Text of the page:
Mussels can move slowly by extending a byssal thread, using it as an anchor and then shortening it.  A thread is formed by the foot by creating a vacuum at the contact site and secreting a foamy mixture of proteins into the formed chamber, producing sticky threads about the size of a human hair.
Mussels and ascidians frequent colonize together on floating docks, ropes, and fishing gear.  Ascidians compete for substrate, limiting colonization by mussels, and colonial ascidians will grow over the surface of the shell, limiting growth and food supply.  Co-colonization and competition of ascidians with mussels has had an impact on mussel aquaculture throughout the northeast.

Juvenile Mussels Beds on the Sides of Floating Docks
Mussel beds of young Mytilus edulis on the sides of floating docks at MacMillan Wharf, Provincetown, August, 2013.  Individual mussels averaged about 1-1.5 cm long.  In July, the mussels were covered by the colonial ascidian Diplosoma listerianum (which was extremely abundant), but most mussels were clean in August.  The soft ascidians were presumable removed by predation, an idea support by the observation in August of torn sections of Diplosoma colonies pulled off the substrate.  In these photos, small colonies of orange Botylloides violaceus and green-grey Diplosoma can be seen at the water surface, and two small colonies of Botryllus schlosseri (star tunicates) can seen deeper in the water in the top photo.  (Images in this post were taken with a 14 megapixel camera and can be enlarged without losing detail by zooming into the photo).
 
Mixed Floating Dock Communities of Mussels, Colonial Asicidans, and Algae
Botrylloides violaceus, green algae (Ulva), red algae (Neosiphonia harveyi), bryozoans (Bugula neritina), and other ascidians (Botryllus schlosseri, Diplosoma listerianum, Didemnum vexillum) form a colorful blend of species along with mussels.  Green-gray areas in top photo are Diplosoma.  Milky white areas in both photos are probably Didemnum.    
 
Mussels and Orange Colonial Ascidians Cohabitate Hanging Ropes 
Outside the juvenile beds, mussels grow and mature in small groups along with ascidians, especially Botrylloides violaceus.  Growth can become so extensive that the colony forms orange "hanging gardens."
 
LINKS:
A Snails Oddessy:  Learn about Mussels. Anchoring.
Van Winkle, W.  Effect of environmental factors on byssal thread formation.  Marine Biology 7: 143-148, 1970. 
Lane, DJW, AR Beaumont, and JR Hunter.  Byssus drifting and the drifting threads of the young post-larval mussel Mytilus edulis.  Marine Biology 84: 301-308, 1985.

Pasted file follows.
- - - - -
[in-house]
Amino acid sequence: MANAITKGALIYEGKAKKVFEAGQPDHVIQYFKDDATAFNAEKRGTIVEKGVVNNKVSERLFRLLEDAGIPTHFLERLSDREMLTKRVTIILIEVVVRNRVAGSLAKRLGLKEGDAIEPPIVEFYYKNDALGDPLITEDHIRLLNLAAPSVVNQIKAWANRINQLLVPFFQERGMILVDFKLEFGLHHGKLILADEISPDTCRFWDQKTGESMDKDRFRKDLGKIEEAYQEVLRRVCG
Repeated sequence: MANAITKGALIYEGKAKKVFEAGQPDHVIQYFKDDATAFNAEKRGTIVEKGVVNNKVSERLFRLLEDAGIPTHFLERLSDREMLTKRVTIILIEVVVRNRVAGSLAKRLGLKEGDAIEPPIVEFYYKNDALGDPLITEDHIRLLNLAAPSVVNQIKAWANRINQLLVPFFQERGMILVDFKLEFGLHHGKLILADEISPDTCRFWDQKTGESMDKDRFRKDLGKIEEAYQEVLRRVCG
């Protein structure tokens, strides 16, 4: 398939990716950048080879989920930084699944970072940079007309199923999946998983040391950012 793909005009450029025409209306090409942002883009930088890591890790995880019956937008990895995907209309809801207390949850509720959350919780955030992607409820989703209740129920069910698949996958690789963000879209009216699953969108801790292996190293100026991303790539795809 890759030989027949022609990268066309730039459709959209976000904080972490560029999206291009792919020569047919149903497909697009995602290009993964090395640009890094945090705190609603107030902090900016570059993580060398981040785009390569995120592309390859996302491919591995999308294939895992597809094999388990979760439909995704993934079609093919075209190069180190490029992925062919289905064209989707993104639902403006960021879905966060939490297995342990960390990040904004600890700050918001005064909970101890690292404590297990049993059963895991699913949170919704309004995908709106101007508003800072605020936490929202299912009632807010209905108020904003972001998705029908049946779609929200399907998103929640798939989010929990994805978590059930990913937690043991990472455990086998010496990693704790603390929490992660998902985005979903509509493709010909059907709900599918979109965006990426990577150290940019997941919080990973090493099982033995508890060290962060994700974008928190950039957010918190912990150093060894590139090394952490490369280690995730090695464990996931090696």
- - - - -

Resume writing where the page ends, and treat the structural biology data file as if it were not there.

Monday, September 30, 2013

Striped Anemone's Life in Wellfleet

Surviving Adverse Tidal Conditions
 
After I first started monitoring Wellfleet Marina in 2011, I wrote a post on the striped anemone, Diadumene lineata, on docks in the North Harbor, noting that few other species were found (see December 2011 post).  A monitoring study on MIS species along the New England coast reported that Diadumene was extremely tolerant to extremes in temperature, salinity, and water quality (Pappal et al, 2003).  Interestingly, temperature and salinity readings in Wellfleet during the summer of 2011 appeared normal, similar to those in Provincetown.  I did notice, however, that the turbidity of the water was much higher than that in Provincetown, and visibility was greatly reduced.

The following year, I learned more about the harbor when I coincidentally visited the harbor about 30 minutes before low tide.  The North Marina was already drained of water, and, in the South Marina, the receding water under the docks was rapidly disappearing.  I realized that the twice-daily exposure at low tide and high sediment levels were probably the most significant contributing factors to the distribution of species (see additional images in Footer at bottom of Blog).

High tidal variation is characteristic of the Gulf of Maine, and in the North Harbor, the shallow bay is filled and emptied during each tidal cycle. This variation has a positive effect on marine life (e.g., oyster beds) in that it brings in fresh seawater twice a day.  At the highest tides, the harbor is filled and Duck Creek is a shallow bay.  At the lowest tide, Duck Creek is drained and the marina is transformed into a mudflat.  Tidal variation in the summer averages over 10 feet, and this July, the tidal variation peaked at over 14 feet.  
 
On the north marina, Diadumene lineata, a yellow sponge (keyed as Halichondria bowerbankia), and an occasional oyster have most of the floating docks to themselves.  At high tide, sediment in the water produces a layer of sediment and organic matter on the sides of the floats.  At low tide, the floats sink into the mudflat.  This adds an additional layer of dark mud to the float.  Most of the anemones are in the upper layer near the waterline.